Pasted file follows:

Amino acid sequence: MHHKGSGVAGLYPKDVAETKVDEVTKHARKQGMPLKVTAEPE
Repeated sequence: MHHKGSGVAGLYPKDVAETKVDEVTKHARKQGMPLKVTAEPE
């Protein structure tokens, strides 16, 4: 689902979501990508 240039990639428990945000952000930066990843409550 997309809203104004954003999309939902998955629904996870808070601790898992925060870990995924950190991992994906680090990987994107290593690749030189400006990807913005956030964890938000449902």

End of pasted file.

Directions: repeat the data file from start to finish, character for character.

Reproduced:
Amino acid sequence: MHHKGSGVAGLYPKDVAETKVDEVTKHARKQGMPLKVTAEPE
Repeated sequence: MHHKGSGVAGLYPKDVAETKVDEVTKHARKQGMPLKVTAEPE
């Protein structure tokens, strides 16, 4: 689902979501990508 240039990639428990945000952000930066990843409550 997309809203104004954003999309939902998955629904996870808070601790898992925060870990995924950190991992994906680090990987994107290593690749030189400006990807913005956030964890938000449902």